A Common Sense Approach to Meth Finally Comes Before Congress

Jul 8, 2010 at 1:10 pm
click to enlarge Russ Carnahan
Russ Carnahan
"After decades of failed methamphetamine policy - from increased sentences for nonviolent meth-related offenses to making every American show ID to buy cough medicine - Congress is finally learning what teenagers learn in high school economics: as long as there is a demand for something, there will be a supply to meet it."  -Bill Piper, director of national affairs at the Drug Policy Alliance.

Piper is lauding the Universal Access to Methamphetamine Treatment Act, introduced yesterday by Missouri congressman Russ Carnahan, a Democrat from St. Louis. If passed, the bill would significantly boost funding for meth addiction treatment and research.

The bill's stated purpose is to "reduce crime and improve public safety by making treatment for methamphetamine abuse available to every American who needs it; keep families together by encouraging alternatives to incarceration for nonviolent drug law offenses; and expand research on the root causes of methamphetamine abuse and the most effective ways to treat it."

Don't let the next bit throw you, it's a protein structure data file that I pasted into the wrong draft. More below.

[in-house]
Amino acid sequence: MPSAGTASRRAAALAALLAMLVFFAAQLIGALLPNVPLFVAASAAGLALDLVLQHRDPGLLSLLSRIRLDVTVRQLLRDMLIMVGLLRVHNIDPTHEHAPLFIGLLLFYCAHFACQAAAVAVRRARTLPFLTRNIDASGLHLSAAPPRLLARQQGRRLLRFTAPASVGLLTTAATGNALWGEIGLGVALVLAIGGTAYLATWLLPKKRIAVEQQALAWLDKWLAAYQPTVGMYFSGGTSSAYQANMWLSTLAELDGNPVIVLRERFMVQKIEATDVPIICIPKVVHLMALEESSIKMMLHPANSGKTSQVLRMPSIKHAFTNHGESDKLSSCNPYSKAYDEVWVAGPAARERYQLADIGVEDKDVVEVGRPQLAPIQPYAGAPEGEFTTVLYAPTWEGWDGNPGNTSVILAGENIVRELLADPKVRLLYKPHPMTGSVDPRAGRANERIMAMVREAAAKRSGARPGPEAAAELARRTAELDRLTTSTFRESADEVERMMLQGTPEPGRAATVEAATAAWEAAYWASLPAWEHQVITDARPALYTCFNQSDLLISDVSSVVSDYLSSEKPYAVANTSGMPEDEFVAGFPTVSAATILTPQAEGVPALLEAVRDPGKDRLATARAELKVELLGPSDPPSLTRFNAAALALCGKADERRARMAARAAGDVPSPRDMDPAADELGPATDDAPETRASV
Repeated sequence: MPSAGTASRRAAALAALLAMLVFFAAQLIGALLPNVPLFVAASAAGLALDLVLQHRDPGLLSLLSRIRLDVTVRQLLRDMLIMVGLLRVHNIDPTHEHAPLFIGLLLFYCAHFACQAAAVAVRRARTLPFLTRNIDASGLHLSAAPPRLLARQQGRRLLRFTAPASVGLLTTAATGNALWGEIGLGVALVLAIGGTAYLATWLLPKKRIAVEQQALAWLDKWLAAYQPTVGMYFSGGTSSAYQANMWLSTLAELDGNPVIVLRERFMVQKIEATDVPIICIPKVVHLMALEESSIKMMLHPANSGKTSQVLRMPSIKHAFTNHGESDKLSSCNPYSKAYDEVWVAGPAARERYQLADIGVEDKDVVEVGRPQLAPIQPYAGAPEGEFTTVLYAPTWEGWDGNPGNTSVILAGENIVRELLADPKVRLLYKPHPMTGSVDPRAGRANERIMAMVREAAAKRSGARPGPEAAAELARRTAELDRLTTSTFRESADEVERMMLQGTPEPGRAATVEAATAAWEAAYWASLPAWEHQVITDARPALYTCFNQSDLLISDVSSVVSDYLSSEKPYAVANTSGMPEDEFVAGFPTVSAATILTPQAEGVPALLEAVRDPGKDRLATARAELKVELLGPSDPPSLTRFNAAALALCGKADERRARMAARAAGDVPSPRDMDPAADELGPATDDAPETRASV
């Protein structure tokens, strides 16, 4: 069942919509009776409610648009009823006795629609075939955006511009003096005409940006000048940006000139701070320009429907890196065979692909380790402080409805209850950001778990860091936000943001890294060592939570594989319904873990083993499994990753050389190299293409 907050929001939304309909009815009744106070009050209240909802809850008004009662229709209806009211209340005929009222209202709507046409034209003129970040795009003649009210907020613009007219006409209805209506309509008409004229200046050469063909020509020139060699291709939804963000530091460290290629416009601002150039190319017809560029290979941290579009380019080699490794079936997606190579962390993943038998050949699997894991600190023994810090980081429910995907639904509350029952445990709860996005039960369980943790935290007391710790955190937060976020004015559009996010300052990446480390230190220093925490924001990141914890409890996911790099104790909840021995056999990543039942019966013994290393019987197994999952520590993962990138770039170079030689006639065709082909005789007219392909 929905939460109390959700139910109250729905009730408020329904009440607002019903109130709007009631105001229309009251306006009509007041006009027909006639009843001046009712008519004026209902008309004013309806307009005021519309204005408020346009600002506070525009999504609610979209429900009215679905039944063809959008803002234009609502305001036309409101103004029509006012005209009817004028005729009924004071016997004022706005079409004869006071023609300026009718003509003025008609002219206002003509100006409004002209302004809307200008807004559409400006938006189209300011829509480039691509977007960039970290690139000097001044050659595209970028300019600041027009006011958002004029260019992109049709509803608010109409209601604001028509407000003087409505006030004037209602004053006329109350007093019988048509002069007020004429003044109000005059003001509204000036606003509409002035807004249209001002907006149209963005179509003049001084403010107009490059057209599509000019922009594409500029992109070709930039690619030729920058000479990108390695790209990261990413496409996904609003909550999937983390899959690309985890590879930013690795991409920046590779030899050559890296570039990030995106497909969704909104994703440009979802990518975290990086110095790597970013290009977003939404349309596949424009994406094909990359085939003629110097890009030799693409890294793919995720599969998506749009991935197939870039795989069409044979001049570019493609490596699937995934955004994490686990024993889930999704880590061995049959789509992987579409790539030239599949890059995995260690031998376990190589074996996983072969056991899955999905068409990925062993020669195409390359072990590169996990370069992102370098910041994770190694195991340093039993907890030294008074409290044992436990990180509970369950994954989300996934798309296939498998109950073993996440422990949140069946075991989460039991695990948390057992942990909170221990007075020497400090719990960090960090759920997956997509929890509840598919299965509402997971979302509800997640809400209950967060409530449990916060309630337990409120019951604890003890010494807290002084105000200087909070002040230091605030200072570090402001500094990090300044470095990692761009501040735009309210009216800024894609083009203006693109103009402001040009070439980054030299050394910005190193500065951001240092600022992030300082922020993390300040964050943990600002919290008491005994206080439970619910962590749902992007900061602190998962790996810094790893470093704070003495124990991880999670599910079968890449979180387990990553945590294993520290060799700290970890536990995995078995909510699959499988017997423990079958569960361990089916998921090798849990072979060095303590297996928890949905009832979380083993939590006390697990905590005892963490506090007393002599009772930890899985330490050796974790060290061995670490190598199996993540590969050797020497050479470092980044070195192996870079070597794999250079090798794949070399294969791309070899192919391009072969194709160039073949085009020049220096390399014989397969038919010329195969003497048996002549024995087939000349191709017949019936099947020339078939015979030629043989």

As introduced, the law includes provisions that would increase the capacity of meth treatment centers, hire new treatment professionals and increase funding for counseling of "underserved populations" such as Native Americans, people of color and the GLBT community.

There are also plans for "comprehensive wrap-around" meth therapy that would add more structure and oversight to court-ordered substance abuse counseling. To prevent relapses, the programs would be expanded to include services like medical, dental, mental health and child care, as well as job and parenting training.

Perhaps the most interesting facet of the legislation, however, is the section that deals with "drug treatments for stimulant abuse." Piper explains:
"[The bill] provides additional funding for studies that look at cutting-edge methamphetamine addiction treatments, such as replacement therapy. Under replacement therapy, doctors prescribe one or more pharmaceutical drugs to people with substance abuse problems to eliminate or reduce their use of problematic drugs and improve their mental and physical well-being. The most commonly known replacement therapies are the nicotine patch for cigarette addiction and methadone for heroin addiction."
In other words, if this bill makes it through Congress intact, it would be a giant, progressive leap forward in the effort to ween America -- and Missouri -- off of meth.